"Yes, Penny, it is the light. Artists have come to Provence for centuries."
Penelope hesitated, knowing that it was best she say something now, and not let Clémence find out from someone else. "Laurent is taking me to an exhibition this evening."
Clémence stiffened a little. She looked up at Penelope from behind a wing of perfectly coiffed blond hair, her eyes wide. "This evening...at Avignon?"
As an upmarket property broker, Clémence spread her net wide. "I believe so. He wants to support a friend—and the press will be there. He does enjoy being mentioned in La Provence, doesn't he?"
"He's becoming quite vain about publicity, it's true. It will be the opening of the new exhibition at the Gilles de Bourdan Gallery. I hear that Nicolas Versanne is showing some of his new paintings. Nicolas and Claudine Versanne—you met them at Laurent's dinner party, remember? Claudine is director of the Museum of the Ochre Paints at Roussillon. What a good idea to ask you to come, too."
"'Come, too?'" Penelope smelt a rat. "Are you going?"
"I might drop in."
Penelope felt the cosy tête-à-tête with the gorgeous mayor receding into the middle distance. She was never quite sure about the current status of Clémence's sophisticated relationship with him. There had been a fling earlier in the year, and possibly others in the past, but that seemed to be over. And Penelope's own feelings on the matter were complex, to say the least.
"It's only the evening out he promised me weeks ago, you know, after all the...unpleasantness in the village. We were going to go last week, but one of his friends had a crisis and he had to cancel. It's very sweet that he's keeping his word."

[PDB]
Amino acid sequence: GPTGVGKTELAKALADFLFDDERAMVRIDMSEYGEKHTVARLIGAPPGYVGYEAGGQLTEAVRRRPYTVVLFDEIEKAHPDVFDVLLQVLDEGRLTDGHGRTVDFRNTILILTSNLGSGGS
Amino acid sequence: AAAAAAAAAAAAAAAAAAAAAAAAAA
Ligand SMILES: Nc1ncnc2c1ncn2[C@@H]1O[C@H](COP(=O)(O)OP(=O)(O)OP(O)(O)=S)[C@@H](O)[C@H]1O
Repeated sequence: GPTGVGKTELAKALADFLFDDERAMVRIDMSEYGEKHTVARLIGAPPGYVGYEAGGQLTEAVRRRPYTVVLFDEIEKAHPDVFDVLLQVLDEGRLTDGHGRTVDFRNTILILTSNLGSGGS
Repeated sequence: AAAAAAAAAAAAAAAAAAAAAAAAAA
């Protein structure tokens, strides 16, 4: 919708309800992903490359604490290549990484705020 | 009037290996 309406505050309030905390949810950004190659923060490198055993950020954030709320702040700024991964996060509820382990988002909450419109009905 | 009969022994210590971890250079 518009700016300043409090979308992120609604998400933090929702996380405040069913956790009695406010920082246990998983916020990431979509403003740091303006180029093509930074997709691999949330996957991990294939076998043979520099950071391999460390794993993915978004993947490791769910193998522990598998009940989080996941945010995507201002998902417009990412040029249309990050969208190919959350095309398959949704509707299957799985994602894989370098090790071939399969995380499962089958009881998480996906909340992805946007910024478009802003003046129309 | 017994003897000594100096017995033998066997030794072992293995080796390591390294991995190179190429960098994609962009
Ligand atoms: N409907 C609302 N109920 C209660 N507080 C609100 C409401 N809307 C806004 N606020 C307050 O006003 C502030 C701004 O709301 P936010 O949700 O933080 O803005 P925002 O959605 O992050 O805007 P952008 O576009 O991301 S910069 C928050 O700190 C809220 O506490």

"I should introduce you to my musician friends," said Clémence, apparently not willing to be outdone as far as expanding Penelope's social circle was concerned. "They play together in a group, and they are always looking for new players. They perform from time to time around the Luberon. Perhaps you might be interested in joining them?"
Penelope had always loved playing for an audience. As a closet show-off she found the exhilaration of performance addictive, and it was one of her main regrets about her staid and conventional life in England that she had given up playing in public. The idea of performing with a group in France intrigued her.
"Well, I'd love to meet them and hear them play."
"In fact, Penny, they are giving a concert in Viens in a few weeks' time. Why don't you come along with me then?"
Viens was the village fifteen kilometres away where the Valencourts lived in some splendour. Their palatial house boasted curving marble staircases, medieval stone carvings, and walls bearing aristocratic escutcheons. So far, Penelope had not been introduced to M. Valencourt. Come to think of it, she didn't even know his first name. Maybe he would be there. Penelope couldn't help her curiosity, but Clémence had a habit of waving away any direct inquiries.
"That is very kind of you. I would love to do that," said Penelope. Sometimes she couldn't imagine why she had been so wary of Clémence's brittle exterior. Her heart was in the right place. It had just taken a couple of local murders to locate it—an option admittedly not available to all.
"By the way," Clémence said, pulling a pretty frown. "What are you wearing?"
Penelope looked down at her old Laura Ashley dress and cardigan. The comfortable canvas shoes and the bare, slightly goosepimply legs that she was intending to shave later. "I wasn't expecting visitors."
Her former estate agent gave her a pained look that implied any Frenchwoman worth her salt would be visitor-ready at all times.
Penelope was used to this by now. Their fledgling relationship was founded on the difference between a Frenchwoman and an Englishwoman, both d'un certain âge. It went without saying that the Englishwoman knew her place as the underdog in matters of fashion. But she was learning new tricks fast. Why, it had been weeks since a single croissant had passed Penelope's lips for breakfast, let alone two.
She listened respectfully as Clémence advised her that a well-cut little black dress was always acceptable attire at an art world gathering. In exchange, Penelope gave her opinion when Clémence asked her view on advertising property in the British press. And she put the date of the concert in Viens in her diary.
* * *